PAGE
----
Pasture vs trees

    FAI Farms and McDonald's

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    Claire Hill 0:00  
    One aspect, which causes great debate at the moment is grassland versus trees. Should we just be planting trees everywhere? And the question often gets asked is well, which is best. And I think the key thing to remember, like in everything, it's all about balance and diversity. So the one good thing about grassland is it's providing a food source. And so taking grassland out of production to plant trees isn't necessarily a good thing. But where we've got big areas of open grassland bringing trees in, can be a good thing. There's scientific papers that back both, some would say that trees are better, some would say that grassland is better. But the key thing to remember is that we're producing food from a grassland. And often, when planted trees, particularly in the northern hemisphere, they tend to be timber production only. With the carbon from grassland, it's under the ground rather than above the ground. It's locked in, it's fairly stable, it's fairly secure. And there are a number of different ways in which that carbon gets down into the ground. One is through photosynthesis, and the liquid carbon pathway that takes the carbon underground. The other is with trampled and rotting material, which adds to the organic matter within the soil and lots of carbon down that way. Potentially with trees, that carbon is still above ground in the main and although we don't see it so much in this country, we're starting to see it we see it now is with fires, trees can easily get burned down and then that carbon is in the atmosphere and all that great work has gone away, whereas an active grassland that's been grazed and managed regeneratively. That continuous cycle of carbon back into the soil is ongoing. And when we manage regeneratively and we're trying to aim for deeper roots, we're taking that carbon deeper and deeper into the soil all the time.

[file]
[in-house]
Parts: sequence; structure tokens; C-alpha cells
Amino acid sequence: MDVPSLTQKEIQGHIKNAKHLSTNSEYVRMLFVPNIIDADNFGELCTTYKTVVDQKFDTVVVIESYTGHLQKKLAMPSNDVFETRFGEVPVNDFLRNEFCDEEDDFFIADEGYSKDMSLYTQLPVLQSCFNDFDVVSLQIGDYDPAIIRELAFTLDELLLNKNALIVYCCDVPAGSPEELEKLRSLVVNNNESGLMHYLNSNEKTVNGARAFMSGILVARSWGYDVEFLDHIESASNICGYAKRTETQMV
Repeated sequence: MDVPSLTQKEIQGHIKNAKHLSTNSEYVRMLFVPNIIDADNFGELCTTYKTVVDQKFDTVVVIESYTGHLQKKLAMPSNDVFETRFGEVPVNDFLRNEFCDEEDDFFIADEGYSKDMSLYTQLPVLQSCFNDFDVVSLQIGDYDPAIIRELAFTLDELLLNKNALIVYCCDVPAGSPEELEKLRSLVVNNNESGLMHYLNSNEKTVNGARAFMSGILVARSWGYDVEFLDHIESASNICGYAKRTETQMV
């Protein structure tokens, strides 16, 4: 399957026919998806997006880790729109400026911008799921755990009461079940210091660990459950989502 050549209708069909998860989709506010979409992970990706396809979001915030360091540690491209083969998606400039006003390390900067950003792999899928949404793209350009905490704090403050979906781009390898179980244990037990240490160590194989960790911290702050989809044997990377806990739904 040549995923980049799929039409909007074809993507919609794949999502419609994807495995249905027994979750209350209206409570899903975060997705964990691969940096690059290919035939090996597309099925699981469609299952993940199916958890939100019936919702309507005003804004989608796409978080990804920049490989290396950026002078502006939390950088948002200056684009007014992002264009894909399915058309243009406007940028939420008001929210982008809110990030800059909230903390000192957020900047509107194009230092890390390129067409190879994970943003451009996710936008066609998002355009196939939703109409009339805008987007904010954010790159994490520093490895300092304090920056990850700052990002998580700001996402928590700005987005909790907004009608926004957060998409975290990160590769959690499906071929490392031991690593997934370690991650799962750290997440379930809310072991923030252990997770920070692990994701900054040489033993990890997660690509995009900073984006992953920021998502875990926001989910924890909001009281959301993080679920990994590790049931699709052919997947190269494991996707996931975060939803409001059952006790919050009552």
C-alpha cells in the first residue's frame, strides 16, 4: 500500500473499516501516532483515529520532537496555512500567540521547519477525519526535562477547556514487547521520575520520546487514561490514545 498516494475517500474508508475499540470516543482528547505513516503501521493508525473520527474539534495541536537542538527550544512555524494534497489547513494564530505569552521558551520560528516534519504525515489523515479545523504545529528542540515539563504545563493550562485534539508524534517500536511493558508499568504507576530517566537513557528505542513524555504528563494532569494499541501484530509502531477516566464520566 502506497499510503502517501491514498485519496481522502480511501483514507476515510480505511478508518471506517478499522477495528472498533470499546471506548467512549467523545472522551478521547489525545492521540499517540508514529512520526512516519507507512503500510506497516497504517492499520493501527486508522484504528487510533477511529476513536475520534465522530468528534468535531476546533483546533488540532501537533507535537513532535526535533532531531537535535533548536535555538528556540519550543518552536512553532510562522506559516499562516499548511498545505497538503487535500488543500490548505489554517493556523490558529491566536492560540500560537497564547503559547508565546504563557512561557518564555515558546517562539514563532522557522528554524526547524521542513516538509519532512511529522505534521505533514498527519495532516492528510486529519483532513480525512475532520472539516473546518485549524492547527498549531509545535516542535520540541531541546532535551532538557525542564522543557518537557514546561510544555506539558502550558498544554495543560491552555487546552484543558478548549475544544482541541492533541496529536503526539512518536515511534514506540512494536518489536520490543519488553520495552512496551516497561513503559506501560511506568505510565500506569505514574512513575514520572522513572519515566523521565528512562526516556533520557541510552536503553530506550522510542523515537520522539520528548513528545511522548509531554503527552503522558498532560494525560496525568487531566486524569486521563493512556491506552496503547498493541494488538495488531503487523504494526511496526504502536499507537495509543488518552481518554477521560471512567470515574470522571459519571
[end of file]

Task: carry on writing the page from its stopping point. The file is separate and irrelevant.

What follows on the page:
How do you build soil carbon?

    FAI Farms and McDonald's

    Use of AI to optimising fertility

    RAFT Solutions Ltd

    Ventilation assessment

    RAFT Solutions Ltd

    Optimising fertility and pre-breeding examinations

    RAFT Solutions Ltd

    Worm egg count sample collection

    RAFT Solutions Ltd